Friday, 7 March 2014

A weekend in Antwerp - art nouveau, cup cakes and a touch of Africa

It takes just three hours to get to Antwerp from London on the Eurostar, changing once at Brussels. I made my first ever visit to the city last month and discovered its architectural delights, some great cafes, a street full of antique shops and a fascinating modern museum that tells the story of Antwerp. 

Antwerp has a history as a great port city, with millions of immigrants having passed through on their way to America from Eastern Europe. The MAS  (Museum aan de Stroom) in the old docks area tells the story of the this port city, including the great waves of migrants that flowed through it. It also tells something about those who made Antwerp their home. When I visited there was a small but fascinating exhibition about the city's Chinese community. The building is extremely striking, a red brick tower with stepped brick blocks interspersed with floor to ceiling glazing at each level, affording differing views of the city. The collections include thousands of objects, paintings and photographs that tell the story of Antwerp. I especially enjoyed the "visible storage" gallery where visitors can catch a glimpse of some of the museum's treasures, whilst the other galleries display items under the themes of Display of Power, Metropolis, World Port and Life and Death. There is a good book shop too. The museum opened in 2011, was designed by Dutch architects, Willem Jan Neutelings and Michiel Riedjik and is a major component of the regeneration of this part of Antwerp.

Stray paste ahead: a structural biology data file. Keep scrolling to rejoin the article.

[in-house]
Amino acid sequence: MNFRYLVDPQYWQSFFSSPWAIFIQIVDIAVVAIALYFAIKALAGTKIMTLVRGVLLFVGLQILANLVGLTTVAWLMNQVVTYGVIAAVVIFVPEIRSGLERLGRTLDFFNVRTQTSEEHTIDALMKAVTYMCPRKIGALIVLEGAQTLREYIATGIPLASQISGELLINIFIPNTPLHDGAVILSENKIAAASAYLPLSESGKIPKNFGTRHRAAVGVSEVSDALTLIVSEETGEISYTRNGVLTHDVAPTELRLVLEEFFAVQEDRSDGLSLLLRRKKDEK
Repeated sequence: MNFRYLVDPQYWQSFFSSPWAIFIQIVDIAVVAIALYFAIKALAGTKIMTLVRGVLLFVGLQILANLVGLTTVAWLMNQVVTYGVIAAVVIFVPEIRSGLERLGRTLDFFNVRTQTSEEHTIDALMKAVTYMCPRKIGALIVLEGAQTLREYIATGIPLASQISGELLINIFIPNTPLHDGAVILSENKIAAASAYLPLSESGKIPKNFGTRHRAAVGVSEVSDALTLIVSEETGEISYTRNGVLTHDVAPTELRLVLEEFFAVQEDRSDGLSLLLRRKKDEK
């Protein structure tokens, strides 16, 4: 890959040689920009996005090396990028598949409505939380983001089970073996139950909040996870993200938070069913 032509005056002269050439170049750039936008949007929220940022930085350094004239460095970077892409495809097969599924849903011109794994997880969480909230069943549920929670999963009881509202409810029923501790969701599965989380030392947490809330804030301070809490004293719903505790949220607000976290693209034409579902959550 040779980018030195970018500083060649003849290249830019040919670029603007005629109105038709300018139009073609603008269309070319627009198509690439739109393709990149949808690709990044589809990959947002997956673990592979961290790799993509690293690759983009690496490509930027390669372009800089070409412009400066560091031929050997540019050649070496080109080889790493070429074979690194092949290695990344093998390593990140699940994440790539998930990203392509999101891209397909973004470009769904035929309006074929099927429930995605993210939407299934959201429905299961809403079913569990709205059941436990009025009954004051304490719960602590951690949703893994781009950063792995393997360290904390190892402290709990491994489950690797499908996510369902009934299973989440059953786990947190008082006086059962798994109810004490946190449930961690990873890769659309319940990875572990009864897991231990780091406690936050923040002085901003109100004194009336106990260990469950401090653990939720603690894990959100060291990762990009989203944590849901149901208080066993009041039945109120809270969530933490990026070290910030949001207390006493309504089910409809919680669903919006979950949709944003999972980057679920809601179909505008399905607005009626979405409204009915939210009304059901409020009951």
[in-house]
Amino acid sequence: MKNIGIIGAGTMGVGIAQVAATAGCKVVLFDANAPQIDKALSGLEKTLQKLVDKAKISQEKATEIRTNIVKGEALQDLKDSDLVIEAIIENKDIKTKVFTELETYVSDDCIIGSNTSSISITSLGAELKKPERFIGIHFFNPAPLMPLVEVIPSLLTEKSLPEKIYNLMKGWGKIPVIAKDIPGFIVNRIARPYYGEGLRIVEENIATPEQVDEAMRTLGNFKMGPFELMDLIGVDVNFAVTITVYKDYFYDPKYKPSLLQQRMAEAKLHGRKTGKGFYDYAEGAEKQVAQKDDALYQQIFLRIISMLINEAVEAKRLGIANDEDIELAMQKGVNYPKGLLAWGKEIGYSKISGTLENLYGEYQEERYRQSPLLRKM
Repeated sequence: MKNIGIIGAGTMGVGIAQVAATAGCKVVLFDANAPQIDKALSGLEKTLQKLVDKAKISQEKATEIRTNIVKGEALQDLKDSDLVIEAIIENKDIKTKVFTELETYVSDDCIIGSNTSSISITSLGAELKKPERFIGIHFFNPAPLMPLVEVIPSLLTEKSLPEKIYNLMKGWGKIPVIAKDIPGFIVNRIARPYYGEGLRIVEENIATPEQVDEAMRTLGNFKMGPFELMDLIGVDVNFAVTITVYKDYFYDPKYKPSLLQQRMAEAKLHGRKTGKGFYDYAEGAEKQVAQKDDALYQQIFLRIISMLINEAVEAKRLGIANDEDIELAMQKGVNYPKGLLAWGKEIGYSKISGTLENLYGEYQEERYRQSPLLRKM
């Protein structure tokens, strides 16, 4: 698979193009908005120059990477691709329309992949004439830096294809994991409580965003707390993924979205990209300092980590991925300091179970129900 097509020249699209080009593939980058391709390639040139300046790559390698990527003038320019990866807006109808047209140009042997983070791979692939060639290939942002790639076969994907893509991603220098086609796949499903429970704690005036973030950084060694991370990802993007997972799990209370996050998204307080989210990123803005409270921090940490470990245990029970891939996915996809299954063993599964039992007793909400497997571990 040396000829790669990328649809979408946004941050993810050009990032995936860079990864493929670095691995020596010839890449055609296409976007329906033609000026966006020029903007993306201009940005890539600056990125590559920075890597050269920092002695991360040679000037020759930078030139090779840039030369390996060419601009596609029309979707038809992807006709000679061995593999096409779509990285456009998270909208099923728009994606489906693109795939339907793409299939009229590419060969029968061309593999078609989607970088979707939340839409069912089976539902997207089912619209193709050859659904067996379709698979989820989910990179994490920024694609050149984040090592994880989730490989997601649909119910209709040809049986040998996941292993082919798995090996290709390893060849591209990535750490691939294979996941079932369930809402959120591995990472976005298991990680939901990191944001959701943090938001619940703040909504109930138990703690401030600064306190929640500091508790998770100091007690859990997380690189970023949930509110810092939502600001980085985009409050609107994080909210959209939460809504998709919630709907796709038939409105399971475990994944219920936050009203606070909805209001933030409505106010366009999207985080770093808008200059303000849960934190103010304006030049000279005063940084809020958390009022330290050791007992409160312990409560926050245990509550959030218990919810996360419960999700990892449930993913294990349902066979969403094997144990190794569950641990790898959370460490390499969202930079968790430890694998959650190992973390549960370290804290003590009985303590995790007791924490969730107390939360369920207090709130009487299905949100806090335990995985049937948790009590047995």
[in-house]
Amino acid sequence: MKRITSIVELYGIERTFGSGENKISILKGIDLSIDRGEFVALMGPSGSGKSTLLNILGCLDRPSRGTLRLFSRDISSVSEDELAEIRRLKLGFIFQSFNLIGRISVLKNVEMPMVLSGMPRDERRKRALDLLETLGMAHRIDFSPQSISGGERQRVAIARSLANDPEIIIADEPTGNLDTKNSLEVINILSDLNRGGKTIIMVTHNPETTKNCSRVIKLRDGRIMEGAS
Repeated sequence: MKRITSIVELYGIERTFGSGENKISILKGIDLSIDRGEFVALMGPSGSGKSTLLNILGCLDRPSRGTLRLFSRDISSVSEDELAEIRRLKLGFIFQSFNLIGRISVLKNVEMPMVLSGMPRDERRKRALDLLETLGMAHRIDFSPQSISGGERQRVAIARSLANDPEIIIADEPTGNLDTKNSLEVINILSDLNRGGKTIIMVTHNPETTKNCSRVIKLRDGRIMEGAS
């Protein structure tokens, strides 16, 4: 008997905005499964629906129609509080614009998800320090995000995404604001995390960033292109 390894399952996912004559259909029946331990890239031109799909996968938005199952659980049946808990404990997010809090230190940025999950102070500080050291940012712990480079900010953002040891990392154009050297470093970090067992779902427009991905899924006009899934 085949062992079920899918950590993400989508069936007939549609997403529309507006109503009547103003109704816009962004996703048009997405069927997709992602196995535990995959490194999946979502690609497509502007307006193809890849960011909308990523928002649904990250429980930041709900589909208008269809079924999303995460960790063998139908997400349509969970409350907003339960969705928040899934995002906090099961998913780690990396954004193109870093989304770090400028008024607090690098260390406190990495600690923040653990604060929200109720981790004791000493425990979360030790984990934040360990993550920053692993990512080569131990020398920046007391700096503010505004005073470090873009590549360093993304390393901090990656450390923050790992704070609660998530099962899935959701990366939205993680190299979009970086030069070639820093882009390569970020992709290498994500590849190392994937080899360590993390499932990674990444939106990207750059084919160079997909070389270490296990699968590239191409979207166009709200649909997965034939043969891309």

Which one is Tin Tin? Exhibit in the MAS
Antwerp has a Jewish community numbering about 15,000. The majority are Orthodox Jews, many working in or connected with the city's diamond industry located close to the Central Station. This community was immortalised in Diamonds, the story of an Orthodox diamond merchant living in the city on the eve of the First World War. His workers compete with each other to gain his favours , his wife suffers from his overbearing personalty, his son is without direction and his daughter is a spendthrift! Written in Yiddish by Esther Kreitman, the less well known sister of Isaac Bashevis Singer, the book was first published by Foyle's in 1944.